2014 November Pender Post

October 23, 2014

The signatures flow in.  In last month’s column, I discussed the fact that the BC government has determined that the cost of recycling in BC should be borne primarily by the companies producing the bulk of material that must be recycled, namely the producers of printed paper and packaging.   Those manufacturers have aligned into a non-profit agency called Multi-Material BC (MMBC).  All that makes sense.  The drawback in the whole scheme is that the proposed level of funding from MMBC to the recycling depots in the Southern Gulf Islands  (SGI) is insufficient for these recycling depots to be sustainable. 

 

In our case, $80,000 of current CRD funding would be replaced with about $24,000 of funding from MMBC.  As obviously unsustainable as the MMBC funding is for Pender Island’s recycling operation, it is far worse for the other Southern Gulf Island recyclers who are not as financially sound as we are.

The BC government has historically supported recycling and has recognized the unique challenges of recycling in the SGI. As a result, the CRD has provided the bulk of funding to each of the SGI recycling operations.  Although crucial, the CRD funding is only one of many sources of financing on Pender where recycling has always been a community effort.  Equipment maintenance on the island can be expensive, with timely equipment repairs even more costly.  Various skilled Penderites have donated hours of their time repairing some of our aged machines.  Annually, we receive thousands of dollars worth of recyclable bottles that Penderites could just as easily return to the stores for the refunds.  Similarly, thousands of dollars flow in voluntary membership fees, and each year we receive donations in cash and labor from people who believe in recycling and believe in this island.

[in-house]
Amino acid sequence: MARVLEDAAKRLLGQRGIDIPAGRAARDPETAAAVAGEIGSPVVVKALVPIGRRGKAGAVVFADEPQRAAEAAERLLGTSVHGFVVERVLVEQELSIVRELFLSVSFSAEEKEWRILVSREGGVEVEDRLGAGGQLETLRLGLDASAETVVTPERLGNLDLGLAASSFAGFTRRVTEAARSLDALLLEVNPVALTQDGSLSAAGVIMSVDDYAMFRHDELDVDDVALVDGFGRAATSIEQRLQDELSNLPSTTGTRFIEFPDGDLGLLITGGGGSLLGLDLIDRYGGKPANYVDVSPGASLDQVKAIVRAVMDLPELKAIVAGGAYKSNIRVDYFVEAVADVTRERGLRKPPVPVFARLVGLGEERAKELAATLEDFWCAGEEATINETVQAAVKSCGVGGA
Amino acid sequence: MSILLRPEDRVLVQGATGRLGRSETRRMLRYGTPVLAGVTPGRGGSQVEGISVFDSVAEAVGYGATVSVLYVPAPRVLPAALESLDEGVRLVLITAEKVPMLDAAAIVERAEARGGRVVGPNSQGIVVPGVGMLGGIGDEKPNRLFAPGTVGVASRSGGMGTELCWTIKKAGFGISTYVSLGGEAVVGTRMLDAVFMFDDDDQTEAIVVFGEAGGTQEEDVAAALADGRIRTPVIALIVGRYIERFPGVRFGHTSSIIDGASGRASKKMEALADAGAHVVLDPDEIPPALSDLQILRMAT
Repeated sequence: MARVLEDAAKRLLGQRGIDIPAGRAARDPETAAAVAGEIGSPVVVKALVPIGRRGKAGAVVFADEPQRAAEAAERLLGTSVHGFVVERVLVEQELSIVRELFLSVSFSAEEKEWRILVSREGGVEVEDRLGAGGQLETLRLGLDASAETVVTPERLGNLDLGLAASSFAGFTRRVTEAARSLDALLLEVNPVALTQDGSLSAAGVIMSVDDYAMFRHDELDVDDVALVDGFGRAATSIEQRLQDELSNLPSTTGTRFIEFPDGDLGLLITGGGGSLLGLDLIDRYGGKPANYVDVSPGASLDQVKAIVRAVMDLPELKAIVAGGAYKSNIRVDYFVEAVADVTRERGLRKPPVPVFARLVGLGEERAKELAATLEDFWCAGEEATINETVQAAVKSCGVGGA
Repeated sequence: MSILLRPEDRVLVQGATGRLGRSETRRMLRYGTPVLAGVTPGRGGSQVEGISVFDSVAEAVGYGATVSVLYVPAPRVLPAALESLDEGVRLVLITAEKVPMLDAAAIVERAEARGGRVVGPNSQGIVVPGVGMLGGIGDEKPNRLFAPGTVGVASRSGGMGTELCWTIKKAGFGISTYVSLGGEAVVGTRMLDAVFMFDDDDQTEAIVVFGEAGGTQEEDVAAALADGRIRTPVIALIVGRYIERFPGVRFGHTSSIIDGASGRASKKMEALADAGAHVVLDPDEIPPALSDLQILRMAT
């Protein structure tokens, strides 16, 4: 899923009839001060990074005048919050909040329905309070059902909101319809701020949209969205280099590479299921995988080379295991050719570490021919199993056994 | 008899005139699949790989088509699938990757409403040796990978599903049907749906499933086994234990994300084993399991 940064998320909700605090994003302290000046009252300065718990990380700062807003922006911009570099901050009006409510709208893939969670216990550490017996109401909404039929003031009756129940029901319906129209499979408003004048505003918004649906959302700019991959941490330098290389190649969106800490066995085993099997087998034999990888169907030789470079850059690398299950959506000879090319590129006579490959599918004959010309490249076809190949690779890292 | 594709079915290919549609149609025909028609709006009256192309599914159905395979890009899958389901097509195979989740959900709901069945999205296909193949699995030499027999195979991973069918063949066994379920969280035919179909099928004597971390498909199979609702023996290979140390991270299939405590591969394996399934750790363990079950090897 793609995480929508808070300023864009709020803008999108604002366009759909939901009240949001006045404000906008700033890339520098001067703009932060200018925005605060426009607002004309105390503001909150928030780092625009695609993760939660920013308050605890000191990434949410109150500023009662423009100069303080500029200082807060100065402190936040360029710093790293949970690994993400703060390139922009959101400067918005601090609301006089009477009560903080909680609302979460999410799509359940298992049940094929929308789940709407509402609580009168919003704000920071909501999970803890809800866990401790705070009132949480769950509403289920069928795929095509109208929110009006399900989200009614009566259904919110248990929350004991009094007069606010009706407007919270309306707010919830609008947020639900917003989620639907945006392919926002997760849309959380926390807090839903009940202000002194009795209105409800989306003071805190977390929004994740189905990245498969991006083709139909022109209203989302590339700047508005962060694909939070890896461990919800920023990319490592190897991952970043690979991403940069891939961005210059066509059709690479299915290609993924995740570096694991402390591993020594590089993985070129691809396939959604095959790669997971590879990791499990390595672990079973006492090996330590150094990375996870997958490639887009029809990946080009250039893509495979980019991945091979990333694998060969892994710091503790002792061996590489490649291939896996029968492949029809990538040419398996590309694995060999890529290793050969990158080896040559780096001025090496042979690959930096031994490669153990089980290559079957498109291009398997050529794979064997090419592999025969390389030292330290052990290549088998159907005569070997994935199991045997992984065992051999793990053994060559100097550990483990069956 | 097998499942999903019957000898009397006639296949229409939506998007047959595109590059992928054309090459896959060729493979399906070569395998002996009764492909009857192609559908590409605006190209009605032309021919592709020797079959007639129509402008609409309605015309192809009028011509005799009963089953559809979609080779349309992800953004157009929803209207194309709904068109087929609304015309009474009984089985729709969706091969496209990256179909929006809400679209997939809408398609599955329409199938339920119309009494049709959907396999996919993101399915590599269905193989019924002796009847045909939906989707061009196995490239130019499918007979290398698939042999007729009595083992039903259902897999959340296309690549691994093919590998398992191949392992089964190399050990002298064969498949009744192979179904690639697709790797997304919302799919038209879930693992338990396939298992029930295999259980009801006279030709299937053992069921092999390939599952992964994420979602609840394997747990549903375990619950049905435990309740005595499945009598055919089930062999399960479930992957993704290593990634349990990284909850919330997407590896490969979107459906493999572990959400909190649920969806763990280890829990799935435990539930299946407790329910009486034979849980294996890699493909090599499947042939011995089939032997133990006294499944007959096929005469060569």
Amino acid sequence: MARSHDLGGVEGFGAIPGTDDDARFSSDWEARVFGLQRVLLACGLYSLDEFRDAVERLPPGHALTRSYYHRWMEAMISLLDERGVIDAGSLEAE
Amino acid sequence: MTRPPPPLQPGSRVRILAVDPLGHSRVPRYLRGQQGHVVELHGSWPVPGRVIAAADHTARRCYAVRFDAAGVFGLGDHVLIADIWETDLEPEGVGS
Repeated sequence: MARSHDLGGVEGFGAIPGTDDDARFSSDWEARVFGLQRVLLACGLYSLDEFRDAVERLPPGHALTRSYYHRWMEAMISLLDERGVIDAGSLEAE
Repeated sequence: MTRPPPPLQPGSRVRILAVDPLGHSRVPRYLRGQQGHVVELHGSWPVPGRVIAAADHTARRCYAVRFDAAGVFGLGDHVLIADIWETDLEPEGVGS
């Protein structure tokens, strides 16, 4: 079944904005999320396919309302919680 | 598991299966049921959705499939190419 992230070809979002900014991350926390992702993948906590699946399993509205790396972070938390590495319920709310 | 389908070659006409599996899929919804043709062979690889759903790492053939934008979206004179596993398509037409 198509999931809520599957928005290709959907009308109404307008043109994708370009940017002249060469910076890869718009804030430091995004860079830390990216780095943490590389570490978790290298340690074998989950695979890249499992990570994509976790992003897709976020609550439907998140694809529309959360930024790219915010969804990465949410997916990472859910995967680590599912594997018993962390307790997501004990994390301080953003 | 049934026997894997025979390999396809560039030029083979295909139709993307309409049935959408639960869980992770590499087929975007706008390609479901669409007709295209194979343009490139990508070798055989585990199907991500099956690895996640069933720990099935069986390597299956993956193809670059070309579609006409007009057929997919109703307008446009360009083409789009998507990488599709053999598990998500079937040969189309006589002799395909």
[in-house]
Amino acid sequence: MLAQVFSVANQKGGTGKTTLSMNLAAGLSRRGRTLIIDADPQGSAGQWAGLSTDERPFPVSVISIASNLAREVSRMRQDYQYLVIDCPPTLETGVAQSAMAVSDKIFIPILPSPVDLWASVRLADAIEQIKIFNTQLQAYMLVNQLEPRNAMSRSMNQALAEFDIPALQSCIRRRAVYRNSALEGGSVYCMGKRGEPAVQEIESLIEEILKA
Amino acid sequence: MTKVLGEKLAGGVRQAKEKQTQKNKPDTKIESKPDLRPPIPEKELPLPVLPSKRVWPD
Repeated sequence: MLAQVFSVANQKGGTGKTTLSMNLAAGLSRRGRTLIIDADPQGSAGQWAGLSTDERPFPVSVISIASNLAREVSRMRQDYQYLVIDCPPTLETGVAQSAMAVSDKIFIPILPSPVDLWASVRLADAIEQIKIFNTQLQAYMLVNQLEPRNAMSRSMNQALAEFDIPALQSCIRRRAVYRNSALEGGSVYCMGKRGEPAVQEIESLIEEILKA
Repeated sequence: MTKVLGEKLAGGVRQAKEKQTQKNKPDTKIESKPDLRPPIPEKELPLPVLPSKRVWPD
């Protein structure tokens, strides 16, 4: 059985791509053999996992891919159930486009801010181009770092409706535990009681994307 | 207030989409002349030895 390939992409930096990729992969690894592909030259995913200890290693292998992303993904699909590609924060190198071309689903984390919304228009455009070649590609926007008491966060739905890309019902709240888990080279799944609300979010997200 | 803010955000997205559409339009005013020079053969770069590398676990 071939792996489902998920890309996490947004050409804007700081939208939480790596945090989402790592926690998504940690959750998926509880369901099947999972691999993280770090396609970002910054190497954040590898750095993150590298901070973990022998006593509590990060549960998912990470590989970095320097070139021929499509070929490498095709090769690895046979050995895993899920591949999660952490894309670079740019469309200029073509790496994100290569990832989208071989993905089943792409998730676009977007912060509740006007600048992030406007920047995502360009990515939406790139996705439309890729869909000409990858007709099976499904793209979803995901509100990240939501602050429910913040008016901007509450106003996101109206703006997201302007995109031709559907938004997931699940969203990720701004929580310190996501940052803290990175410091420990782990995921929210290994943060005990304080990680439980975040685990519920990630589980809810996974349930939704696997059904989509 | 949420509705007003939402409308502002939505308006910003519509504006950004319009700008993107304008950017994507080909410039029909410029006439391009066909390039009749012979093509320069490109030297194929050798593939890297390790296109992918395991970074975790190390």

The call went out last month for signatures on a petition to the government, explaining the financial realities of the proposed MMBC funding structure and its effect on recycling in the SGI.  We were not surprised that Penderites lined up to sign up.  The first 500+ signatures have been presented to the government, with a promise of more to come.  If you have not signed the petition, you may still do so at the recycling depot and the hardware store.  If you believe in responsible, sustainable recycling as a way to better take care of our earth and this island please don’t miss the opportunity to put your signature where your beliefs are.

Regular readers may have noticed that this column deals with the material and concerns raised here last month.  The repetition is not an accident.  The subject is simply too important and cannot be over publicized.   We do have confidence that the government does care, and we want to make very certain that the concerns of Southern Gulf islanders are heard and understood.

Speaking of doing the right thing, I forgot to say thanks to Marty and Christine at the Pender Pharmacy.  For several months now the pharmacy has switched to paper bags from plastic . . . great move and great leadership.
Finally, next time you are at the depot, say hello to the new friendly face.  That face belongs to Niki (Nicola) Roberts, our newest depot staff member.   Happy, hard-working new staff members and solid petition support for the depot from Penderites, more confirmation of why they’re all good days on Pender.                

Mike Wiley

 

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Pender Island Recycling Society

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